SINGAPORE has recently been affected by a significant Zika virus outbreak, with over 250 laboratory-confirmed cases identified between 31 August 2016 and 9 September 2016.
Active case detection in the community, coupled with laboratory testing, is providing one of the most detailed pictures of Zika virus transmission in our region. This Zika virus outbreak has been enabled because Singapore is home to Aedes aegypti mosquitoes, which are regarded as the primary vector of dengue and Zika virus infection in Asia and Latin America.
Prior to the current Singaporean outbreak, several lines of direct and indirect evidence suggested that the Zika virus has been circulating in South East Asia, albeit at a perceived low level of transmission and with no known large outbreaks of disease.
For example, serosurveys have suggested transmission of Zika virus in Thailand, Vietnam, Indonesia, Philippines, India and Malaysia. Zika virus was isolated from A. aegypti mosquitoes in Malaysia in 1969 and in the past 5 years sporadic, laboratory-confirmed cases have been reported from Cambodia, Thailand and the Philippines. Also in the past 5 years, Zika infections have been diagnosed in symptomatic returned travellers from Thailand, Indonesia, Malaysia and the Pacific Islands. Singapore must now be added to this list of regional risk countries for Australian travellers.
The rapid emergence of Zika in Singapore highlights that there is an undefined but changing risk of infection with Zika virus for prospective travellers to popular South East Asian and Western Pacific destinations.
In past years, the level of transmission may have been underestimated and, given the largely asymptomatic to mild disease clinical manifestations of Zika infection, disease outbreaks may have gone unrecognised.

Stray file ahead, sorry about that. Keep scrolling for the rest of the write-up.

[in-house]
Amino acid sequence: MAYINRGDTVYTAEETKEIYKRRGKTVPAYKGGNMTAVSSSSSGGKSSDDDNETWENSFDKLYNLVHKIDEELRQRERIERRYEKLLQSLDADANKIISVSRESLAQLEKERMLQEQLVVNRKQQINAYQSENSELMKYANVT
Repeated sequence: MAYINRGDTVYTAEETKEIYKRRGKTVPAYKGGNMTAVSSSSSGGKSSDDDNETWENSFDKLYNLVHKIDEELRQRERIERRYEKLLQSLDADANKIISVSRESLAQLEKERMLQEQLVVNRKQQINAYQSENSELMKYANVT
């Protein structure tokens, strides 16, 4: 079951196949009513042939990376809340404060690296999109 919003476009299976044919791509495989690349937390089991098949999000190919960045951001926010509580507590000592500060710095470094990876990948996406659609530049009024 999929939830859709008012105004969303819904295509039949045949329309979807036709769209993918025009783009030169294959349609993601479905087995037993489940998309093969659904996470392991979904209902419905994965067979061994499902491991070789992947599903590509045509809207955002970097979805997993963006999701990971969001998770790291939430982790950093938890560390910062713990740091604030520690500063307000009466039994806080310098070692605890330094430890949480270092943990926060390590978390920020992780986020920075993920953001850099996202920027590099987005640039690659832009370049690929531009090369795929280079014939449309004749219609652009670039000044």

In addition, there are variable levels of surveillance in this region for arboviral infections and the cross-reactivity of flavivirus serology, when multiple arboviruses co-circulate in the region, create laboratory diagnostic challenges.
For Australian travellers, the risk of Zika (or dengue) infection is dependent on the local epidemiology at their destination. In general, arboviral disease transmission in South East Asia is seasonal (highest in rainy season) and spatially heterogeneous.
Thailand and Indonesia are the two leading Asian holiday destinations for Australian travellers. The number of Australians travelling to Singapore increased from 193 800 in the 2005–2006 financial year to 368 300 in 2015–2016.
A greater understanding of the attack rates of Zika virus in Australian returned travellers would be useful to advise prospective travellers. Such a study has been undertaken for influenza virus infections, which can lead to considerable maternal and fetal morbidity and mortality.
This would be particularly important for couples planning to begin a family, and the availability of risk estimates would aid in the decision to defer travel to a Zika transmission area.
The emerging evidence, albeit uncertain clinical significance at this stage, of prolonged Zika virus shedding in semen of infected males adds to the need for improved surveillance and risk estimates for both vector-borne and non-vector borne (sexual) transmission. A better understanding of risk of birth defects in babies born to women infected with Zika virus while pregnant will further contribute to the risk equation for Australians of reproductive age who travel to Asia.
The emergence of Zika and the popularity of travel to Singapore, Thailand and Indonesia have implications for couples planning pregnancy during or shortly after travel. For Australian travellers to South East Asia, pregnant women should be advised to defer travel during the pregnancy (see http://smartraveller.gov.au). Partners of pregnant women and couples who are planning pregnancy and travel to South East Asia should seek the appropriate medical counselling and testing to look for evidence of travel-related Zika infection.
- The epidemiology of Zika is evolving in our region, with a significant outbreak in Singapore; refer to this website for an up-to-date list of affected countries.
- South East Asia is a popular destination for Australian travellers and the presence of Zika transmission has implications for travellers of reproductive age.
- Health care professionals advising prospective travellers can refer to this website for up-to-date recommendations.
Dr Irani Thevarajan, Dr Katherine Gibney, Dr Mike Catton, Dr Julian Druce and Professor Cameron P. Simmons are all members of the Doherty Institute Zika Working Group, which provides co-ordination to the clinical, public health and laboratory research efforts to combat the emergence of the Zika virus. The Doherty Institute is a joint venture between The University of Melbourne and The Royal Melbourne Hospital.
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